The Trump administration is prepared to consider joint stability operations with Russia in Syria, including no-fly zones, cease-fire observers and coordinated deliveries of humanitarian aid, Secretary of State Rex Tillerson said late Wednesday.
In a statement issued as he departed for Europe, where he will join President Trump in Germany on Thursday, Tillerson said that the United States and Russia have successfully cooperated in establishing deconfliction areas in Syria to avoid contact between their air operations.
Trump plans to meet Friday with Russian President Vladimir Putin outside a Group of 20 summit that both are attending in Hamburg. Tillerson’s statement appeared designed to set an agenda for that meeting, framing the discussion in ways that the White House has declined to do in public.
In brief remarks at Joint Base Andrews before taking off, Tillerson recalled his own characterization of U.S. relations with Russia as being “at a very low point.”
“We’re at the very beginning,” he said of Trump’s first face-to-face meeting with Putin, and “at this point it’s very difficult to say what Russia’s intentions are in this relationship. And I think that’s the most important part of this meeting, is to have a good exchange between President Trump and President Putin over what they both see as the nature of this relationship between our two countries.”
U.S.-backed local ground forces fighting the Islamic State and forces backing Syrian President Bashar al-Assad that are supported by Russia have moved increasingly closer to one another in southern Syria, bringing U.S. and Russian warplanes into closer proximity. In recent weeks — although Moscow has claimed to have cut deconfliction contacts with Washington — U.S. officials have said significant progress has been made between them in drawing lines to avoid one another.
“Our military leaders have communicated clearly with one another to make sure no accidents occur between our two countries in the Syrian theater,” Tillerson said. “This cooperation over deconfliction zones process is evidence that our two nations are capable of further progress.”
Separate from the fight against the militants, Russia, Iran and Turkey have called for the establishment of four safe zones in the western part of the country where Assad’s forces, with Russian and Iranian assistance, are fighting Syrian rebels. The United States is not a formal participant in those talks, but U.S. officials have said they may be willing to take over monitoring of one of the zones in Syria’s southwest corner where the borders of Jordan and Israel are endangered.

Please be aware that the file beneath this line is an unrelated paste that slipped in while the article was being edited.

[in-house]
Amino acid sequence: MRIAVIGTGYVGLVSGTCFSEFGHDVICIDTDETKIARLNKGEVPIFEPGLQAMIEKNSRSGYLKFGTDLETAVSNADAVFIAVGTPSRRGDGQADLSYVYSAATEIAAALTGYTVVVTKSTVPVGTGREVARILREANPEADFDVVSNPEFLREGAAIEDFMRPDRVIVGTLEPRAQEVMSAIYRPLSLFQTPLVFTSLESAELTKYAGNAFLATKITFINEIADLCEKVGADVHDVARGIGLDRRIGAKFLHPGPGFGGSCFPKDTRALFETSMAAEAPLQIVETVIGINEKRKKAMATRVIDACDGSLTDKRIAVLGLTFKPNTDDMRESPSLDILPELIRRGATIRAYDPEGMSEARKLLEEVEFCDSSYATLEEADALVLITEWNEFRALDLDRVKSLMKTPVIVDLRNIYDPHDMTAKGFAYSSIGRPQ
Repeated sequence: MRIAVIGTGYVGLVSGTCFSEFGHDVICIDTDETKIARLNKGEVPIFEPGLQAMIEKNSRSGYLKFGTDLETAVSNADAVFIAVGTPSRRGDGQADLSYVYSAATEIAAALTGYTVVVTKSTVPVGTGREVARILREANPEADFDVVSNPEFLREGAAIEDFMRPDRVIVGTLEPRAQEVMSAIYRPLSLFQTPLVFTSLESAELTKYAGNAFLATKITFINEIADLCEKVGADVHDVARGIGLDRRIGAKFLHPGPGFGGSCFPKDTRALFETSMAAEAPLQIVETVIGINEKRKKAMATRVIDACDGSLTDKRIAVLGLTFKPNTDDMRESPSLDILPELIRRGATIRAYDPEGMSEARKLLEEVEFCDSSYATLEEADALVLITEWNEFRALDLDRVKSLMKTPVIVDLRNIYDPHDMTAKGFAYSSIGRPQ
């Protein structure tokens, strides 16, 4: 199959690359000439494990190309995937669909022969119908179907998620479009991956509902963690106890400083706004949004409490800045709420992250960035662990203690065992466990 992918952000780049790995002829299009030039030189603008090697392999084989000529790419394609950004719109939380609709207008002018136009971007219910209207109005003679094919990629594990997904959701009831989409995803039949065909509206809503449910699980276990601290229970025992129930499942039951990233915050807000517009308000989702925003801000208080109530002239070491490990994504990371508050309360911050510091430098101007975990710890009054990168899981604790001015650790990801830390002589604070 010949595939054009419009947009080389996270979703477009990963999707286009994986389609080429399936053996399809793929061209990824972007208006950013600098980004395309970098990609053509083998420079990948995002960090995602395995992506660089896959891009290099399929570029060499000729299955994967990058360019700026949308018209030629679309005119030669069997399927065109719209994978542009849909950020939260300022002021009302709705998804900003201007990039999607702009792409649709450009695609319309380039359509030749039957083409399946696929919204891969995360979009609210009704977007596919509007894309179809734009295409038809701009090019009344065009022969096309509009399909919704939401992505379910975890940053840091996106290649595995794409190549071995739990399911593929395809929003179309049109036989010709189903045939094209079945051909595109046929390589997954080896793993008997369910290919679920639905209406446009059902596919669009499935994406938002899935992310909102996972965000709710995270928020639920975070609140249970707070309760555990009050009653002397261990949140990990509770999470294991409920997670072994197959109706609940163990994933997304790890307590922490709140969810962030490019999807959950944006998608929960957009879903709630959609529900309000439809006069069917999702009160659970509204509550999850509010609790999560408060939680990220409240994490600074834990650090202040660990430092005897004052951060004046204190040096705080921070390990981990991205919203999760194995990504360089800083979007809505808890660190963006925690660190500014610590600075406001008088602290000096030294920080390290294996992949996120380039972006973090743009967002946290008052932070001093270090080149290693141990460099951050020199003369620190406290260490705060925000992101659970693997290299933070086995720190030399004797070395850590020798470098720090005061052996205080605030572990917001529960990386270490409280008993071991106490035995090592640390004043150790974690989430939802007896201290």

Although Trump, like President Barack Obama before him, has said he is not interested in a direct U.S. role in Syria’s civil war, the administration has become increasingly convinced that the permanent defeat of the Islamic State there is not possible while that war continues.
“With the liberation of Raqqa now underway,” Tillerson said, “ISIS has been badly wounded, and it could be on the brink of complete defeat in Syria if all parties focus on this objective. In order to complete the mission, the international community, and especially Russia, must remove obstacles to the defeat of ISIS and help provide stability that prevents ISIS from rising anew from the ashes of their failed and fraudulent caliphate.” ISIS is an acronym for the Islamic State.
Raqqa, the militants’ de facto Syrian capital, has been under assault by U.S. aircraft and artillery, and the U.S.-backed Syrian Democratic Forces, since late spring. On Monday, U.S. officials said the SDF had achieved a “key milestone.”
Having decimated much of the heavily populated west, Assad and his backers have begun heading eastward through the desert toward Islamic State fighters south of Raqqa. U.S. military officials have said they welcome any contribution to the anti-ISIS fight, as long as it does not impede or conflict with U.S. operations.
Following the G-20 summit, Tillerson will travel to Ukraine and to Turkey.
Carol Morello contributed to this report.